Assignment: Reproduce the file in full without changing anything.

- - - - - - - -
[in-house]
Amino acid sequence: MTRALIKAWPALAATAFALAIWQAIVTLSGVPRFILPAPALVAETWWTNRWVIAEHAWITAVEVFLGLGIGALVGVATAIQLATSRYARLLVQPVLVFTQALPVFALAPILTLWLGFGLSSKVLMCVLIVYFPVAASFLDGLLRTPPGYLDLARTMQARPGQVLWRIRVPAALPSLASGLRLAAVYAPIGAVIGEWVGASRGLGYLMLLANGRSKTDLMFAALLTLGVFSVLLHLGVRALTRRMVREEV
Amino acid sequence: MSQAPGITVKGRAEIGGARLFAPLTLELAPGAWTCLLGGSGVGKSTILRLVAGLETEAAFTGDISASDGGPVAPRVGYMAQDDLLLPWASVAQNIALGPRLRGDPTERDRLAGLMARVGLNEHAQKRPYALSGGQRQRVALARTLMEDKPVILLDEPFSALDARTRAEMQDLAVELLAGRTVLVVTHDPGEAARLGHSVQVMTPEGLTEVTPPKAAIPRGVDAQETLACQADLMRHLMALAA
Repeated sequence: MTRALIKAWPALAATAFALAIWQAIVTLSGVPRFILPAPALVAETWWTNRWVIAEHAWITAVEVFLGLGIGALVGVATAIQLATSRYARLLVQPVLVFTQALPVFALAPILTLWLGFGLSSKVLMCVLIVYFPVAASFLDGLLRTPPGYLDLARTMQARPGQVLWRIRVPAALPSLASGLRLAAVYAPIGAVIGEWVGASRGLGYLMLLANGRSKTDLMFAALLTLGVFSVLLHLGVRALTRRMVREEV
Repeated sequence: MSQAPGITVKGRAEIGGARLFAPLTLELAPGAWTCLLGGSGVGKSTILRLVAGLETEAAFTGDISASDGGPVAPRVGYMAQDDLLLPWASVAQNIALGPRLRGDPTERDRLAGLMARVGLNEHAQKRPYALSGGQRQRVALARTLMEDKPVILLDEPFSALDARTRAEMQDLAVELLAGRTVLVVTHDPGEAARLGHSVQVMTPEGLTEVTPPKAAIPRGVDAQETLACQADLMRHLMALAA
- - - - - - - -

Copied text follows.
[in-house]
Amino acid sequence: MTRALIKAWPALAATAFALAIWQAIVTLSGVPRFILPAPALVAETWWTNRWVIAEHAWITAVEVFLGLGIGALVGVATAIQLATSRYARLLVQPVLVFTQALPVFALAPILTLWLGFGLSSKVLMCVLIVYFPVAASFLDGLLRTPPGYLDLARTMQARPGQVLWRIRVPAALPSLASGLRLAAVYAPIGAVIGEWVGASRGLGYLMLLANGRSKTDLMFAALLTLGVFSVLLHLGVRALTRRMVREEV
Amino acid sequence: MSQAPGITVKGRAEIGGARLFAPLTLELAPGAWTCLLGGSGVGKSTILRLVAGLETEAAFTGDISASDGGPVAPRVGYMAQDDLLLPWASVAQNIALGPRLRGDPTERDRLAGLMARVGLNEHAQKRPYALSGGQRQRVALARTLMEDKPVILLDEPFSALDARTRAEMQDLAVELLAGRTVLVVTHDPGEAARLGHSVQVMTPEGLTEVTPPKAAIPRGVDAQETLACQADLMRHLMALAA
Repeated sequence: MTRALIKAWPALAATAFALAIWQAIVTLSGVPRFILPAPALVAETWWTNRWVIAEHAWITAVEVFLGLGIGALVGVATAIQLATSRYARLLVQPVLVFTQALPVFALAPILTLWLGFGLSSKVLMCVLIVYFPVAASFLDGLLRTPPGYLDLARTMQARPGQVLWRIRVPAALPSLASGLRLAAVYAPIGAVIGEWVGASRGLGYLMLLANGRSKTDLMFAALLTLGVFSVLLHLGVRALTRRMVREEV
Repeated sequence: MSQAPGITVKGRAEIGGARLFAPLTLELAPGAWTCLLGGSGVGKSTILRLVAGLETEAAFTGDISASDGGPVAPRVGYMAQDDLLLPWASVAQNIALGPRLRGDPTERDRLAGLMARVGLNEHAQKRPYALSGGQRQRVALARTLMEDKPVILLDEPFSALDARTRAEMQDLAVELLAGRTVLVVTHDPGEAARLGHSVQVMTPEGLTEVTPPKAAIPRGVDAQETLACQADLMRHLMALAA